The school also has a large population of students in special education - a number of those students have been pushed into these programs. 35% of students at Tilden have IEPs. These students get priority with case/social workers, which doesn't leave much time for other students.
The program starts with an understanding that if the behavioral and socioemotional needs of our students aren't met, academic gains will never be achieved.
Measuring success is difficult in the school since data is only collected on a district-wide basis.
Latonia Byrd-Williamson - Cook County Probation Aftercare - Intercept 5
The probation Aftercare program assists youths with re-entry into their community, with a purpose of reducing recidivism. A key aspect of the program is graduated sanctions, which are reactive to actions, to help them stay on track without being returned to DJJ for one misstep. Youth are screened for trauma, mental health issues, substance issues for referrals. There is also a Day Reporting program, which can be court-ordered. Highest risk youth attend full day structured programming to keep them on track and to lower the chance of them returning to DJJ.
Despite a lack of data, Latonia has seen most of the youths need mental health services, and many, but not all, are diagnosed in DJJ facilities. To provide mental health services, Aftercare has contracted with Thresholds.
This program is relatively new and has yet to be evaluated.
Will update regarding August 7, 2017 meeting. Next in-person meeting will be August 28 from 10 am to 1 pm.
Topic: National Diversion Model Programs / Action Teams
Latonia Byrd-Williamson has a Master of Arts degree in Criminal Justice from the University of Illinois, Chicago. She graduated from the University of Illinois, Champaign-Urbana with a double Bachelor of Arts degree in Psychology and Sociology. Latonia is a Placement Supervisor with the Department of Juvenile Justice's Aftercare Division. Latonia has 20 years experience working with youth and families that have experienced trauma. She has worked extensively with youth within the Department of Children and Family Services as a placement caseworker. In addition, she has wide-ranging experience working with youth involved with the criminal justice system, psychiatric hospitals, community mental health centers, and residential settings. Currently, she does emergency placements for the Department of Juvenile
Justice youth for the entire state. Additionally, she oversees youth who are in DJJ placements for the city of Chicago and Northern Illinois Region.
Camesha Jones is a radical Social Worker and mental health advocate that works at the individual and community level to advocate for equitable resources, healing, and justice for marginalized communities. She's worked in the social work field for 6 years focusing on clinical and systems change in mental health and interpersonal violence prevention in African- American communities with youth and adults. She's worked and received training at: the National Council of Negro Women, Children's Defense Fund, Polished Pebbles Girls Mentoring Program, BUILD Inc., UCAN, Presence Health, and the University of Chicago- School of Social Service Administration. Camesha graduated with an A.M. in Social Service Administration from the University of Chicago. She graduated with Phi Beta Kappa honors from Spelman College with a B.A. in Sociology.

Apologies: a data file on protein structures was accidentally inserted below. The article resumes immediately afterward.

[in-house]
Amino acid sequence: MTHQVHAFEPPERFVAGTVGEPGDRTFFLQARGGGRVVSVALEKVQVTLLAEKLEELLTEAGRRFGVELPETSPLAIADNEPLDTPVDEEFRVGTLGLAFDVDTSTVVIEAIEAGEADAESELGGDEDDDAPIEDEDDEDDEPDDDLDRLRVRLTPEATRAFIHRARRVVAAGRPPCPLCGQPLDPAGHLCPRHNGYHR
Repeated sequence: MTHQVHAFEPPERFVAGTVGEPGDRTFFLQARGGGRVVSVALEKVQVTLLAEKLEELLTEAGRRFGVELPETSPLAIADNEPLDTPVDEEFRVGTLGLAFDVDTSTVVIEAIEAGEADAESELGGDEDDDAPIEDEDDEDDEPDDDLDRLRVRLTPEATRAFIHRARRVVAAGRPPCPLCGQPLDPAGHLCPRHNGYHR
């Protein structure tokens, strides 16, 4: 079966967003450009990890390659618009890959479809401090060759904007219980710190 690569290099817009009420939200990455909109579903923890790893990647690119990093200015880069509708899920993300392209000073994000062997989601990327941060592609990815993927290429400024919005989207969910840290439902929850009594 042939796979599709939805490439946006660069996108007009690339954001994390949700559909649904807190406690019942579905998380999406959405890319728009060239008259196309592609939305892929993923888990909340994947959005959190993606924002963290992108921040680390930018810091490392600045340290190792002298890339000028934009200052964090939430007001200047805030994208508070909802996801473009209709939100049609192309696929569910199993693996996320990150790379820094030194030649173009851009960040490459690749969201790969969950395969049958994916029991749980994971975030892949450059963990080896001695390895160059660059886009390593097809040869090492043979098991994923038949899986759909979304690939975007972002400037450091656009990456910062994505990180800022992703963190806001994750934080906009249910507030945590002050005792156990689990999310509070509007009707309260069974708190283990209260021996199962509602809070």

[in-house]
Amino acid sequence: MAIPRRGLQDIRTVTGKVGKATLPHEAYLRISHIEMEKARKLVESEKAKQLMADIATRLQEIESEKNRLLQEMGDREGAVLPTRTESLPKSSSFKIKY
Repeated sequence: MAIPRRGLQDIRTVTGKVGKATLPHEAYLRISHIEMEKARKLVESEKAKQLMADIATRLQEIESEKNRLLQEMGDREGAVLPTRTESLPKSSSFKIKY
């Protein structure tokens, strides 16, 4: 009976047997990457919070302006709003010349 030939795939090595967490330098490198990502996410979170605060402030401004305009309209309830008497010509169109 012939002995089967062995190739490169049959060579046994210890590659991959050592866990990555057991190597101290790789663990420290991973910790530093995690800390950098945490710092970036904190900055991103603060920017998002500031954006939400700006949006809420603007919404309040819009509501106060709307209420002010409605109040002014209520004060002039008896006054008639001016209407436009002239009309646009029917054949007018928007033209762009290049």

Ellen Kennedy has been engrained in Chicago's education community since 2000. Her early roots were planted when she began work as a school social worker in a therapeutic day school in Chicago. After fulfilling both direct service and administrative roles in therapeutic day for four years, Kennedy transitioned to a tenure in the charter school arena where her work involved new school start-up, community relations, and fulfilling Associate Director duties in a high school. In 2012, Kennedy joined one of the turnaround schools, Tilden Career Academy, as its Assistant Principal. For five years at Tilden, she and the Principal built academic and behavioral health systems and structures to support some of the district's most vulnerable populations. In May 2017 Kennedy was named as the Interim Principal at Richards Career Academy. Kennedy is a Licensed Clinical Social Worker (LCSW) and a certified trainer for Well Managed Schools. She holds a Bachelor's degree in Sociology from the University of Dayton, a Master's Degree in Social Service Administration from the University of Chicago, and a Master's Degree in Educational Leadership from the American College of Education.
Wendy Nussbaum is a licensed clinical professional counselor (LCPC), with a specialty in family counseling. Prior to becoming the Executive Director of the Illinois Juvenile Justice Council last October, she served as the Executive Director of Northeast DuPage Family and Youth Services for twenty years. NEDFYS is a community-based counseling agency and CCBYS provider located within the Addison, IL Police Department.
John Benjamin "Ben" Roe, IV is a resident judge of the Fifteenth Judicial Circuit Court, serving Ogle County, Illinois. Roe has previously worked as an assistant state's attorney in Carroll County, as well as serving as the Ogle County state's attorney. In 2012, he was appointed to the Fifteenth Judicial Circuit Court. Roe received his undergraduate degree in Government from Centre College and his J.D. from Northern Illinois University College of Law.